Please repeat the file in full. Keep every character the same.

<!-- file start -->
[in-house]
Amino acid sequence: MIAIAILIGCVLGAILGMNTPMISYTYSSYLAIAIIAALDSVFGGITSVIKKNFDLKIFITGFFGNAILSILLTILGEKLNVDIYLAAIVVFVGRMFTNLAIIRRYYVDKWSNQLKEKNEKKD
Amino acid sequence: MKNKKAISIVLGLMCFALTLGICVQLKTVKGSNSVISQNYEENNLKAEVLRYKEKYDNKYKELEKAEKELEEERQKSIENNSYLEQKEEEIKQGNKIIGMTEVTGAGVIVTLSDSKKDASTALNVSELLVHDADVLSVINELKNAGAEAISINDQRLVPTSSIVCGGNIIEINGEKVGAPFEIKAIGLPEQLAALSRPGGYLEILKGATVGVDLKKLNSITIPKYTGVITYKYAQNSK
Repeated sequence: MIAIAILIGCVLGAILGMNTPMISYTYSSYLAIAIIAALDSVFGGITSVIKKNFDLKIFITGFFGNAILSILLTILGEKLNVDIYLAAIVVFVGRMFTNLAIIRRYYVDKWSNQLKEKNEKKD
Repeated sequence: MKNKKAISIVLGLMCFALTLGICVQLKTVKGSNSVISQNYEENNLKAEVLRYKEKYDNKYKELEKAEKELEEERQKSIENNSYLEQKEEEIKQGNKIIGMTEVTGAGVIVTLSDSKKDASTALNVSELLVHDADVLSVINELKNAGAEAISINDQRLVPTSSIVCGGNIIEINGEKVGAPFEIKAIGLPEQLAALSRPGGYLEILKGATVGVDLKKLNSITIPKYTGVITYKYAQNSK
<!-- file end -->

[in-house]
Amino acid sequence: MIAIAILIGCVLGAILGMNTPMISYTYSSYLAIAIIAALDSVFGGITSVIKKNFDLKIFITGFFGNAILSILLTILGEKLNVDIYLAAIVVFVGRMFTNLAIIRRYYVDKWSNQLKEKNEKKD
Amino acid sequence: MKNKKAISIVLGLMCFALTLGICVQLKTVKGSNSVISQNYEENNLKAEVLRYKEKYDNKYKELEKAEKELEEERQKSIENNSYLEQKEEEIKQGNKIIGMTEVTGAGVIVTLSDSKKDASTALNVSELLVHDADVLSVINELKNAGAEAISINDQRLVPTSSIVCGGNIIEINGEKVGAPFEIKAIGLPEQLAALSRPGGYLEILKGATVGVDLKKLNSITIPKYTGVITYKYAQNSK
Repeated sequence: MIAIAILIGCVLGAILGMNTPMISYTYSSYLAIAIIAALDSVFGGITSVIKKNFDLKIFITGFFGNAILSILLTILGEKLNVDIYLAAIVVFVGRMFTNLAIIRRYYVDKWSNQLKEKNEKKD
Repeated sequence: MKNKKAISIVLGLMCFALTLGICVQLKTVKGSNSVISQNYEENNLKAEVLRYKEKYDNKYKELEKAEKELEEERQKSIENNSYLEQKEEEIKQGNKIIGMTEVTGAGVIVTLSDSKKDASTALNVSELLVHDADVLSVINELKNAGAEAISINDQRLVPTSSIVCGGNIIEINGEKVGAPFEIKAIGLPEQLAALSRPGGYLEILKGATVGVDLKKLNSITIPKYTGVITYKYAQNSK